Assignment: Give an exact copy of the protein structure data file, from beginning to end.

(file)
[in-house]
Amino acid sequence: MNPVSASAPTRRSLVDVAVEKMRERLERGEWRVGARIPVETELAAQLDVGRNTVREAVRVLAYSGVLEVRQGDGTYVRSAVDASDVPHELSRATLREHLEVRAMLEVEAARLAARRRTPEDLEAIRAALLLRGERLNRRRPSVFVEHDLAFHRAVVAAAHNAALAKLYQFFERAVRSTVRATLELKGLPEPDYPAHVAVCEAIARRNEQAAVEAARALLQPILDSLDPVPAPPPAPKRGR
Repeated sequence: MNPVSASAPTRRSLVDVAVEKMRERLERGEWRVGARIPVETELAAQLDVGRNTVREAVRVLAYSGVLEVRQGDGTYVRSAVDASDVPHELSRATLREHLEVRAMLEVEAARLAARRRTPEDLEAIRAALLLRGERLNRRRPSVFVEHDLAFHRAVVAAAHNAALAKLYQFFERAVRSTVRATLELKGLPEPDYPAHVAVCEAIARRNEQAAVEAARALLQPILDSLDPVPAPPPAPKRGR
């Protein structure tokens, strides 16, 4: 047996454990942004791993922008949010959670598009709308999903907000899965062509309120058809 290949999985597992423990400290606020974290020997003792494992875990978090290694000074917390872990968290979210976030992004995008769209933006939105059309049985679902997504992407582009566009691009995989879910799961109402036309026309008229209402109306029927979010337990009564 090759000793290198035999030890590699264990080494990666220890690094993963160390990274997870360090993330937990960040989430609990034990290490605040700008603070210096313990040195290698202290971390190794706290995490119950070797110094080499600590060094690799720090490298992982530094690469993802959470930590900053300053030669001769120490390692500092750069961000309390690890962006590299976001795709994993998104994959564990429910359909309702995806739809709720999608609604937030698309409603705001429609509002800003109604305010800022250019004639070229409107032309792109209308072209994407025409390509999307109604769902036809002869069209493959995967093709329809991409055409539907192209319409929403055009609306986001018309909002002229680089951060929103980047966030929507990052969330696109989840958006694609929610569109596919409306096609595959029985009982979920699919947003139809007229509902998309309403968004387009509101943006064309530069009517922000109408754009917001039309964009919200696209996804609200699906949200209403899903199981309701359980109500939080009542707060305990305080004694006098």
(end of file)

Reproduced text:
[in-house]
Amino acid sequence: MNPVSASAPTRRSLVDVAVEKMRERLERGEWRVGARIPVETELAAQLDVGRNTVREAVRVLAYSGVLEVRQGDGTYVRSAVDASDVPHELSRATLREHLEVRAMLEVEAARLAARRRTPEDLEAIRAALLLRGERLNRRRPSVFVEHDLAFHRAVVAAAHNAALAKLYQFFERAVRSTVRATLELKGLPEPDYPAHVAVCEAIARRNEQAAVEAARALLQPILDSLDPVPAPPPAPKRGR
Repeated sequence: MNPVSASAPTRRSLVDVAVEKMRERLERGEWRVGARIPVETELAAQLDVGRNTVREAVRVLAYSGVLEVRQGDGTYVRSAVDASDVPHELSRATLREHLEVRAMLEVEAARLAARRRTPEDLEAIRAALLLRGERLNRRRPSVFVEHDLAFHRAVVAAAHNAALAKLYQFFERAVRSTVRATLELKGLPEPDYPAHVAVCEAIARRNEQAAVEAARALLQPILDSLDPVPAPPPAPKRGR
């Protein structure tokens, strides 16, 4: 047996454990942004791993922008949010959670598009709308999903907000899965062509309120058809 290949999985597992423990400290606020974290020997003792494992875990978090290694000074917390872990968290979210976030992004995008769209933006939105059309049985679902997504992407582009566009691009995989879910799961109402036309026309008229209402109306029927979010337990009564 090759000793290198035999030890590699264990080494990666220890690094993963160390990274997870360090993330937990960040989430609990034990290490605040700008603070210096313990040195290698202290971390190794706290995490119950070797110094080499600590060094690799720090490298992982530094690469993802959470930590900053300053030669001769120490390692500092750069961000309390690890962006590299976001795709994993998104994959564990429910359909309702995806739809709720999608609604937030698309409603705001429609509002800003109604305010800022250019004639070229409107032309792109209308072209994407025409390509999307109604769902036809002869069209493959995967093709329809991409055409539907192209319409929403055009609306986001018309909002002229680089951060929103980047966030929507990052969330696109989840958006694609929610569109596919409306096609595959029985009982979920699919947003139809007229509902998309309403968004387009509101943006064309530069009517922000109408754009917001039309964009919200696209996804609200699906949200209403899903199981309701359980109500939080009542707060305990305080004694006098």